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About JKR

Christian. Husband. Father. Friend.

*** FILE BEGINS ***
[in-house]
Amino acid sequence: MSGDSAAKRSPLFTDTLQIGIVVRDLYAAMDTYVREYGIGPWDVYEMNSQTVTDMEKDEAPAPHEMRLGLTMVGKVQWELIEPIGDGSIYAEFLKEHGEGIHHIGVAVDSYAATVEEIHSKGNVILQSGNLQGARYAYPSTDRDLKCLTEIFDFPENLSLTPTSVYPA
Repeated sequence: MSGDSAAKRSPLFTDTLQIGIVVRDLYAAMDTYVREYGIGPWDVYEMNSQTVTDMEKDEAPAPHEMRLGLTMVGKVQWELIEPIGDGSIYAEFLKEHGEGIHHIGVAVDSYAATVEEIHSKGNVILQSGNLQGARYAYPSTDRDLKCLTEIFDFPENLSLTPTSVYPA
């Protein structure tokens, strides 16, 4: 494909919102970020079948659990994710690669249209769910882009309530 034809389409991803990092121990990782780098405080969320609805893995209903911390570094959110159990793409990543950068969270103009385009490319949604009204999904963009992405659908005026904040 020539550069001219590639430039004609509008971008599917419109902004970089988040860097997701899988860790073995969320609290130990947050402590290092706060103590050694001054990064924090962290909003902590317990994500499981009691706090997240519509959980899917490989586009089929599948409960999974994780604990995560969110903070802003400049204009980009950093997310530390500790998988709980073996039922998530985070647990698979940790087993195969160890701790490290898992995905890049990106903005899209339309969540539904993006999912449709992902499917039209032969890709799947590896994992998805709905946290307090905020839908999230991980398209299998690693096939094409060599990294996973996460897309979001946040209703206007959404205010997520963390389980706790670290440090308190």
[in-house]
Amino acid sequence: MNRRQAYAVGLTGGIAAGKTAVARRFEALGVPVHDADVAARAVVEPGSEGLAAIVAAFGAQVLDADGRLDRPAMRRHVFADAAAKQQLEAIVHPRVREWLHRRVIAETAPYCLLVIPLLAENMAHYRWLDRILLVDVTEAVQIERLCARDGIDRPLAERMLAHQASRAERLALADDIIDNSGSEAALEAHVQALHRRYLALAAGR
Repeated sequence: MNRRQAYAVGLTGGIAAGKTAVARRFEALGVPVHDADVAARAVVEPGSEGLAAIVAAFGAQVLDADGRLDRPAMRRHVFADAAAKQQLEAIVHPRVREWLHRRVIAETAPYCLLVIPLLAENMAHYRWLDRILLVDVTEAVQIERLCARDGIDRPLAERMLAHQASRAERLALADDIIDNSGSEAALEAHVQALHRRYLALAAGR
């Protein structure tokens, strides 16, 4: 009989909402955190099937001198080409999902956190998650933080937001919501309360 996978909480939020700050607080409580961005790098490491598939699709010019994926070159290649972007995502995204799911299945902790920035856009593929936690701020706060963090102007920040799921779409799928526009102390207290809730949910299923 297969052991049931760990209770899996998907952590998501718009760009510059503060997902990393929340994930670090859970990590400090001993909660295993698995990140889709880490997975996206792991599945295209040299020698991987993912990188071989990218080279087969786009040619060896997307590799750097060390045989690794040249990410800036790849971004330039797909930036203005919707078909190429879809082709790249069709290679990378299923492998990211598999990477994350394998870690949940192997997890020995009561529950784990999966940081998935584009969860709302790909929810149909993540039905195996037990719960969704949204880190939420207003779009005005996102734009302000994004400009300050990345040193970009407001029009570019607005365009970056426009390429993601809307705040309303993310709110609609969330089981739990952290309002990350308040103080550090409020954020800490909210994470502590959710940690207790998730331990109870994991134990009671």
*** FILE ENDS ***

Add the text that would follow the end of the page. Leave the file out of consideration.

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Thank you for visiting A Lutheran Layman! Please feel free to leave a comment or a question since we do not exercise censorship. We've seen a similar policy with other blogs and it's worth repeating: Please act as if you're a guest in my home, and we'll get along just fine. I think anyone would agree that the kind of back-and-forth that is characteristic of blogs/chat forums and social media is becoming tiresome for all of us. Still, we should confess, edify, and love (and contend and defend when needed). Bottom line? Search the Scriptures! Apply Acts 17:11 to anything and everything you find here and, if you do happen to disagree with something you find here (which is certainly ok), or think I'm "irresponsible" and "wrong" for writing it, then please refute my position by supporting yours with Scripture and/or the Confessions. I don't think that's an unreasonable request, especially for those who identify themselves as "Christians" here, right? Besides, Proverbs 27:17 tells us "Iron sharpens iron, and one man sharpens another" and 2 Timothy 3:16 says, "all Scripture is breathed out by God and profitable for teaching, for reproof, for correction, and for training in righteousness." If you have an opinion that's great, I welcome it, but try to support it using God's Word. I mean, if the goal here is to help us all arrive at the truth of God's Word (myself included), then it should be easy to follow through on this one simple request (I'm talking to all you "Anonymous" visitors out there). Grace and peace to you and yours!